You don’t have to work in direct patient care to impact patients’ lives in a big way. Ciara Day’s job is testament to that. While a medical degree helps doctors attend to medical conditions, Ciara works to mend the heart. Her entire job is based on the OCH mission of offering assistance in an atmosphere of compassion, respect and dignity. The stories that make up her every day speak to the passion OCH employees have for its patients.
As a Community Health Worker in OCH’s Integrated Care department, Ciara works to empower patients and give them the tools to improve their lives. “Everyone is different,” Ciara says. She says patients need help that is not just limited to healthcare visits with providers: sometimes patients need a ride to the appointment, a shower to clean off the fleas so the patient can address real problems with providers, or basic needs like nutritious food, or a safe place to call home. “It’s my job to check in and make sure those voices are heard.”
When considering healthcare, the Integrated Care department works as a team to look at overall well-being, not just an exchange of symptoms and healthcare solutions. “Everything is a lesson,” Ciara explains. It could mean providing patients with lessons on meal prepping for a chronic illness and what your refrigerator should look like. “You have to meet them where they are. If a patient doesn’t have access to food stamps or their Medicaid gets shut off, we connect them to resources that can help them get access to those things and show them how to work what they have.” Sometimes this means working with patients for a long time, and that’s okay. Changes do not happen overnight and Ciara is dedicated to working long term to better patient lives.
“I’m not afraid to call a patient up and be like, ‘Your provider is worried about you and part of the process for following up is a home visit. When are you available?’” And that’s just what she does. Understanding where a patient is now helps her figure out what the next steps are.
I’ve been doing this in the community for nearly a decade. I was initially hired to help the highest utilizers of the ER. But those aren’t the people screaming for help. It’s the silent ones who need it the most.
Within the first two weeks of joining OCH, Ciara started compiling a pantry for patients. Her office has boxes filled with supplies and walls covered in clean clothes, hygiene products, towels, and now, diapers. “I’m so excited! We just got a partnership approved with the Diaper Bank and now we can get diapers and wipes whenever we need them. We haven’t even started getting food in yet.” Ciara and others in the Integrated Care department do whatever it takes to share a little love.
It’s all a learning process, for Integrated Care and the patient. It is a process of bettering lives and strengthening communities. Community events like HOPE Connection and Everyone Counts in Springfield are integral to the mission. “Getting that access is huge. It’s invaluable to provide access to healthcare and information about how to get signed up for the programs people need.”
Sometimes that learning process takes a long time, like in the case of Allison*. Allison started going to a provider at OCH for over a decade. A few years ago, she incurred a major life event and a variety of severe health issues that left her on disability and Medicaid, unable to care for herself. The medication she was taking was not working which resulted in chronic pain and a distrust of the medical system. When she moved in with friends, she had a limited food supply and limited quality of life. Ciara worked with her to get her food and looked at housing options. Every trip to the grocery store or produce distribution center was a lesson. “Again, you work with what they have. You shop within their budget. You show them nutritious options they can afford.”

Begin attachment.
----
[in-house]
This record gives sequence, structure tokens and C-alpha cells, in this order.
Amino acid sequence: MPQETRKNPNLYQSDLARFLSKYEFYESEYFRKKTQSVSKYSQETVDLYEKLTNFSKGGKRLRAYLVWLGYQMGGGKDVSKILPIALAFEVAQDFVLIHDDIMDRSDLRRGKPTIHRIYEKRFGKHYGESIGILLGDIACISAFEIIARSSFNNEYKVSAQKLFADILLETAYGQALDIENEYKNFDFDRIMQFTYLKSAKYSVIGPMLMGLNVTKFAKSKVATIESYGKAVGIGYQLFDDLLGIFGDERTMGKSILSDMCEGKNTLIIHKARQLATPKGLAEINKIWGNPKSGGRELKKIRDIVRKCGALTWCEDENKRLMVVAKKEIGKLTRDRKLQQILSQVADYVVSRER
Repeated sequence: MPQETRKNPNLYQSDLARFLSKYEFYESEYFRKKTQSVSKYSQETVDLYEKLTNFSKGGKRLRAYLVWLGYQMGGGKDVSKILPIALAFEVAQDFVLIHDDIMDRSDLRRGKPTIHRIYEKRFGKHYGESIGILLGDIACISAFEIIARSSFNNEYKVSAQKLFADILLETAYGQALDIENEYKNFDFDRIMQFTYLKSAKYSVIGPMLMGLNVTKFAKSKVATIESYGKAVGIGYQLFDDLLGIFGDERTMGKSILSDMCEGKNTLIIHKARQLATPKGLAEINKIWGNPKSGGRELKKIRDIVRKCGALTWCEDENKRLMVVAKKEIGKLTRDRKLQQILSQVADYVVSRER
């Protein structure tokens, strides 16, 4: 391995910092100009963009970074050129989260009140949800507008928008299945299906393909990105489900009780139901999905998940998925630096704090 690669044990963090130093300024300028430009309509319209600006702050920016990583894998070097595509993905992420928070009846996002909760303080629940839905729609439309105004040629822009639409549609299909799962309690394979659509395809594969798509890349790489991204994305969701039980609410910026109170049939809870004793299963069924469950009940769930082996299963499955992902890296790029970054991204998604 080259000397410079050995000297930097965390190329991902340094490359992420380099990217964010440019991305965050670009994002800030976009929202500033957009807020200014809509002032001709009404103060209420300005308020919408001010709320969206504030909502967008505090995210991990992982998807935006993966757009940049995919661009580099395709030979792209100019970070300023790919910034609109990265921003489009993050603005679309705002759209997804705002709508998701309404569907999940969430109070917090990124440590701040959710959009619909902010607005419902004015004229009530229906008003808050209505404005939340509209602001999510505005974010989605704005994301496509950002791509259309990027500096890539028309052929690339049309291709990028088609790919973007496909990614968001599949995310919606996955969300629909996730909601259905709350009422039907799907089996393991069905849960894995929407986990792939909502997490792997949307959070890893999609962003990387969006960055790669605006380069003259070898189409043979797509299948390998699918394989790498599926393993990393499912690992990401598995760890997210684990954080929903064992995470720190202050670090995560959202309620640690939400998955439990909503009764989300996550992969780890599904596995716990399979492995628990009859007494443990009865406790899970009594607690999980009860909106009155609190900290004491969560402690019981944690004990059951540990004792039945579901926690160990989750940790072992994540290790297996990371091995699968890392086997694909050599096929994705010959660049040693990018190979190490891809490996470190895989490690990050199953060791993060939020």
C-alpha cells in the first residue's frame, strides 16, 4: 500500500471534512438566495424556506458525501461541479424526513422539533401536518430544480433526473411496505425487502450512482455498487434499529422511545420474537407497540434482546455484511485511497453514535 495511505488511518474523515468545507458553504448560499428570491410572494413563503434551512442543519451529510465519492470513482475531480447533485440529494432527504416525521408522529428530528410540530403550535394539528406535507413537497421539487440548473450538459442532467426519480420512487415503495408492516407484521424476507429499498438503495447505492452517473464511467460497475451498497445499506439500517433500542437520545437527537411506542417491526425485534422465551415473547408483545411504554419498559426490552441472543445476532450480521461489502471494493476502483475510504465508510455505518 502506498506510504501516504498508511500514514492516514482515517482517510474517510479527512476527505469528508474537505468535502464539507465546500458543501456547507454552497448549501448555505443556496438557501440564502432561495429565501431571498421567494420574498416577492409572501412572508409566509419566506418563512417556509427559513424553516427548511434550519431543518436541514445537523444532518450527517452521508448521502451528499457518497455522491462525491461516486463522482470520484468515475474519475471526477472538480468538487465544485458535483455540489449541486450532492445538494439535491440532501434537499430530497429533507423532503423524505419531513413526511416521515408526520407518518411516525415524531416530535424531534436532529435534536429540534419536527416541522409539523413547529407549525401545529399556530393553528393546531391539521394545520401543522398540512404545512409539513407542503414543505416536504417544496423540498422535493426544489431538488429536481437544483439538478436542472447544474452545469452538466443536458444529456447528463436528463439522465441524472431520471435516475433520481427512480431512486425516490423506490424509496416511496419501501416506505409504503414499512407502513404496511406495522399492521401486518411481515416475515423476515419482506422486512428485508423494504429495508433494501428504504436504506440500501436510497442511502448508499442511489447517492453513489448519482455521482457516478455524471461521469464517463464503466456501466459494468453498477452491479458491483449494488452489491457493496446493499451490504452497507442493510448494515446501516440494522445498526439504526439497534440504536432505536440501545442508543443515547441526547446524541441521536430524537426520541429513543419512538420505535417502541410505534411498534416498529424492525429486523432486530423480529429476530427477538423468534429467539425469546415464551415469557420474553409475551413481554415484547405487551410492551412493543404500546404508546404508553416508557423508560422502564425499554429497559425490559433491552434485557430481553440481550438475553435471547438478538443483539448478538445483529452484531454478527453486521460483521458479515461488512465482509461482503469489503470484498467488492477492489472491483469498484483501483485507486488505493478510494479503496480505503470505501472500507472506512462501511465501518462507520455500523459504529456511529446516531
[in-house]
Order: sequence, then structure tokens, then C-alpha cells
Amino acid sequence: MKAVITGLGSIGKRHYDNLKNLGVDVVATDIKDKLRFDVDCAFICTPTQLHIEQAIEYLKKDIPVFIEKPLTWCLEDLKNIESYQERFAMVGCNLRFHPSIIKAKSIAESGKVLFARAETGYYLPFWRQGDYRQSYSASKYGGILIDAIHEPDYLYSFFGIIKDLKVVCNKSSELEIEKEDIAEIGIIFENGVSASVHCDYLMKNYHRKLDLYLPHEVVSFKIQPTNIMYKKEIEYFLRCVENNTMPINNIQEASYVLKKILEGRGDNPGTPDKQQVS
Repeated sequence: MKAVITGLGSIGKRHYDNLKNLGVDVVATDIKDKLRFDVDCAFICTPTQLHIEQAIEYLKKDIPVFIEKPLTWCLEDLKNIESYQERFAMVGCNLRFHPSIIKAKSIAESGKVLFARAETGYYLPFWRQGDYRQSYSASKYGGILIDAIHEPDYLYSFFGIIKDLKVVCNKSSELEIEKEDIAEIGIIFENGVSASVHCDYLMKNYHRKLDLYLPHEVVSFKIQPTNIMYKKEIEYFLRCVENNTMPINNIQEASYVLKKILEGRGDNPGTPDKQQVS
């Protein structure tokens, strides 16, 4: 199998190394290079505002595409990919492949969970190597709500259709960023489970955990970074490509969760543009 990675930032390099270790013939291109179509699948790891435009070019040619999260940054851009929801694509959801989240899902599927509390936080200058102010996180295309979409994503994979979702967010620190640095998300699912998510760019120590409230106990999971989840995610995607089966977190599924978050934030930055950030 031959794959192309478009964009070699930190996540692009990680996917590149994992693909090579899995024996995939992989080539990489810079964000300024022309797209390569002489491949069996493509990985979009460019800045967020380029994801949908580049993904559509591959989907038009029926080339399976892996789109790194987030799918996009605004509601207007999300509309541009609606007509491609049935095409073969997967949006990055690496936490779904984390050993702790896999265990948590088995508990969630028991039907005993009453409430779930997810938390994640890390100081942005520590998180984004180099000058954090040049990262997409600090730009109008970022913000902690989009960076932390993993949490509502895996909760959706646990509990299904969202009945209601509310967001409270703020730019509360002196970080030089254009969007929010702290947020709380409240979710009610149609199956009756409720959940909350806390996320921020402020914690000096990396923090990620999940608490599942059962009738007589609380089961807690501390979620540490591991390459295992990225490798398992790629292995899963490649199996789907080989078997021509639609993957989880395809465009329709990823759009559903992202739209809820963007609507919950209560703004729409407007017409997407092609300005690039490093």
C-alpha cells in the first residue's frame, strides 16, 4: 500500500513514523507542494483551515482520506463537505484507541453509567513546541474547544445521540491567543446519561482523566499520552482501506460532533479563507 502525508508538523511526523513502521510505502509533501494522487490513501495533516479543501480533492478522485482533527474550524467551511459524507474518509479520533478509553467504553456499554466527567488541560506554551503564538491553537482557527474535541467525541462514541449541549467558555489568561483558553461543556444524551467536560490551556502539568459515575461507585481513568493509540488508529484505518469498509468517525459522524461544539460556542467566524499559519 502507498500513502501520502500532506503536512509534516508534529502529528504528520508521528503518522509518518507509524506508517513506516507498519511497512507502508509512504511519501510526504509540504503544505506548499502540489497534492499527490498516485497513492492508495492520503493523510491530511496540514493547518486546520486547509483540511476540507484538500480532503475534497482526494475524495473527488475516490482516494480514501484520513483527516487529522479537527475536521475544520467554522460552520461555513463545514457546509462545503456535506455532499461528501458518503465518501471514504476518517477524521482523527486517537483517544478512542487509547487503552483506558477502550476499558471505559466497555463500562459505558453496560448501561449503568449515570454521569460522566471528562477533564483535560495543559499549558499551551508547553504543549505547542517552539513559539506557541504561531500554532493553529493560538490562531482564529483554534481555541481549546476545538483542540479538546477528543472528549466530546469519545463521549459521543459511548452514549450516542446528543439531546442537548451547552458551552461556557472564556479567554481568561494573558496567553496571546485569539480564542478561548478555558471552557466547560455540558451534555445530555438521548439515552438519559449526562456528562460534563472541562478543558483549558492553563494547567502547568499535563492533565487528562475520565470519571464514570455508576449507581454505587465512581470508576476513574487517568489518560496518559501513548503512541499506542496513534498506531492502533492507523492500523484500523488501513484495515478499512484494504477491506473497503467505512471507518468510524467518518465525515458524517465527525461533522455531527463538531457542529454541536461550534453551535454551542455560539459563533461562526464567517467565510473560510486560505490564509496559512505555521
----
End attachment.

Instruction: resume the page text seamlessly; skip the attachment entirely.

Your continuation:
After working with multiple agencies and with the help of Ciara, Allison found an apartment. Ciara helped her move out of her friend’s house and into her first “home” in four years. She showed Allison how to cook the food she has. “Sometimes you just need to let them know what they can do. Boil a potato and don’t add too much butter or cream and you have mashed potatoes.” Teaching patients to have the confidence to take care of themselves is one of Ciara’s favorite parts of her job. “[Allison] called me earlier this week saying she worked for hours cooking onions and potatoes and she was running around her apartment like a crazy person with joy.” It’s always a learning process. One day you boil potatoes; the next, you fry them up with some onions. During the interview, Kristen, the Integrated Care manager ran in the room exclaiming, “I found Allison a couch!” It’s the little successes that show the Integrated Care department and Ciara’s dedication to the patients.
Ciara summed it up perfectly when talking about her own children. “I have three rules. One is care about others. Hold the door open for everyone, not just girls. Always be a degree better of yourself than where you are now.” Always treat others the way you want to be treated. You have to share the love.
Qualifications for the Integrated Care program simply include being a patient at Ozarks Community Hospital. To be eligible for the Primary Care Health Home program, the patient must be a current patient, have Medicaid as a primary or secondary insurance and have one (or more) chronic condition(s). If you or someone you know is an OCH patient and in need of assistance, contact Integrated Care. For more information about the Community Health Worker position, email Ciara Day at cday@OCHonline.com.
*Patient names and health information have been changed to protect patient confidentiality.